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Energy Use, Occupant Surveys and Case Study Summary: Radiant Cooling and Heating in Commercial Buildings

  • Author(s): Carbonnier, Kevin
  • Higgins, Cathy
  • Bauman, Fred
  • Karmann, Caroline
  • Raftery, Paul
  • Schiavon, Stefano
  • Graham, Lindsay T
  • et al.
Creative Commons 'BY-NC-SA' version 4.0 license
Abstract

While forced-air distribution systems remain the predominant approach to heating and cooling in U.S. commercial buildings, radiant systems are emerging as a part of high performance buildings. Radiant systems transfer energy via a surface that contains piping with warmed or cooled water, or a water/glycol mix and separate ventilation through a dedicated outside air system. These systems can contribute to significant energy savings due to relatively small temperature differences between the room set-point and cooling/heating source, and the efficiency of using water rather than air for thermal distribution1. They can also offer peak demand reduction, load shifting, and improved comfort compared to conventional all-air systems.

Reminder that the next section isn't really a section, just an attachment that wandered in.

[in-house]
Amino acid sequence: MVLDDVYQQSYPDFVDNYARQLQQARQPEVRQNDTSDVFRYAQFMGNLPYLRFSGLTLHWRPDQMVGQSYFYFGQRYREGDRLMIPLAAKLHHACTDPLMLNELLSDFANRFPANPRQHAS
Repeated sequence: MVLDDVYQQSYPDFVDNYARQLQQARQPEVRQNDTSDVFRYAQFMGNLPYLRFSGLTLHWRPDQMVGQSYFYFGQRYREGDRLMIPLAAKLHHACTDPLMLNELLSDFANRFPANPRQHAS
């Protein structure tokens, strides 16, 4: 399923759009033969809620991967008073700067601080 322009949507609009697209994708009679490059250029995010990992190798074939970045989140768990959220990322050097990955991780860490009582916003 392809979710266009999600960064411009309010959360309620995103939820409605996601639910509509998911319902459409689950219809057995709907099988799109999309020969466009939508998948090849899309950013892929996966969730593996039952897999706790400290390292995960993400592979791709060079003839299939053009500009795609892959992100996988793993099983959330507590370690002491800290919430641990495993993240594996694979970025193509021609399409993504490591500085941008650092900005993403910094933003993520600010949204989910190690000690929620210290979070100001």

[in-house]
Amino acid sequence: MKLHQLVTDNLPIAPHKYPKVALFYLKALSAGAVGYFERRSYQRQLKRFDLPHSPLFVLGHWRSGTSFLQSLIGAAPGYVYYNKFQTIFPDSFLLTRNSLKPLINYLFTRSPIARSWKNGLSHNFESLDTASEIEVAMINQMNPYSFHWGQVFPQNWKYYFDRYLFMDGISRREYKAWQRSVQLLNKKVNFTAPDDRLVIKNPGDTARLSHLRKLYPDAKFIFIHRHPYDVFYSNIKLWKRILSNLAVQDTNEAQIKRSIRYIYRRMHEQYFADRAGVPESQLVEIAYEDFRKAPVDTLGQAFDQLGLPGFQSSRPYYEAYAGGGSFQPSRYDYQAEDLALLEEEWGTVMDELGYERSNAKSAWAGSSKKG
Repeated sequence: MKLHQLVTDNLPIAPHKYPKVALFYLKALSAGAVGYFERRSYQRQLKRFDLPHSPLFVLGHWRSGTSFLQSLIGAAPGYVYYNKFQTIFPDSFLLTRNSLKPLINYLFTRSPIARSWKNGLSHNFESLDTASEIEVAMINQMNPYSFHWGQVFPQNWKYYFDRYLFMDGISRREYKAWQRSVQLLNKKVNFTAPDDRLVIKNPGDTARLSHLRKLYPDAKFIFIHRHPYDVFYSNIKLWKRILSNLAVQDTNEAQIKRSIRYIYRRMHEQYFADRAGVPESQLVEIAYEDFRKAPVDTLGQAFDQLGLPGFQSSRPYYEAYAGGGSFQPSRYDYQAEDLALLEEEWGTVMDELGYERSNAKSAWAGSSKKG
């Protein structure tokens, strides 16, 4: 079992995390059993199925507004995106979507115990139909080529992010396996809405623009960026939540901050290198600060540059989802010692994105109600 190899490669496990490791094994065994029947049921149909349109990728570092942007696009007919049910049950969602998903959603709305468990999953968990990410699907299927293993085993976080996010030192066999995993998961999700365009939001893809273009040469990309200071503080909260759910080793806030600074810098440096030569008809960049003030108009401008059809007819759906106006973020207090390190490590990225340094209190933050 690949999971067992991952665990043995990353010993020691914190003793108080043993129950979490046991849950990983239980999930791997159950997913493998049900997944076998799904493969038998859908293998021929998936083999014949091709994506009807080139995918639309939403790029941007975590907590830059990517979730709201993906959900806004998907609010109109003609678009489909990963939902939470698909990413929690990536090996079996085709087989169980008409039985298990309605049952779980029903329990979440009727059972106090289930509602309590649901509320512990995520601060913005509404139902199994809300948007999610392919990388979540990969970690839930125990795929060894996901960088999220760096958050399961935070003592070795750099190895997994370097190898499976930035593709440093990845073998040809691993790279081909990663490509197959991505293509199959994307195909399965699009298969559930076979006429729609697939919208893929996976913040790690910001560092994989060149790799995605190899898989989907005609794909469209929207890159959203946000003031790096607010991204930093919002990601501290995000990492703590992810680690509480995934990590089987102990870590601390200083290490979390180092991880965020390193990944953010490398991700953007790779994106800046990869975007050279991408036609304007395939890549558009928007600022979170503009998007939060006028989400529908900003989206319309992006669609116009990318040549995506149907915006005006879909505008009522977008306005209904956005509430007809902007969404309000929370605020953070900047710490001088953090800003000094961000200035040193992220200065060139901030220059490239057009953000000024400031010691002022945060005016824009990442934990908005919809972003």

The California Energy Commission (CEC) EPIC program funded a radiant research project from 2016-2018 to better characterize the energy use, occupant perceptions, opportunities for improvement, and provide data and resources to increase market adoption of radiant for both heating and cooling. The Center for the Built Environment (CBE) at UC Berkeley managed the full research project titled Optimizing Radiant Systems for Energy Efficiency and Comfort. Within this project New Buildings Institute led Task 5: Energy Analysis and Occupant Surveys of Radiant Buildings and conducted the energy analysis and CBE led the occupant satisfaction survey and assessment.

The Task 5 research study included a review of the whole-building design characteristics and site energy use in 23 buildings and surveys of occupant perceptions of indoor environmental quality in 26 buildings with 1645 individuals. The following reports from the Task 5 study are available: 1) Energy Use of Radiant Buildings, 2) Occupant satisfaction with thermal comfort and acoustic quality in buildings using radiant and all-air systems and 3) Nine Building Case Studies of Radiant Heating and Cooling at www.cbe.berkeley.edu and www.newbuildings.org.

This summary provides an overview of the Energy Report Results and of nine case studies on buildings with radiant heating and cooling systems conducted in Task 5.

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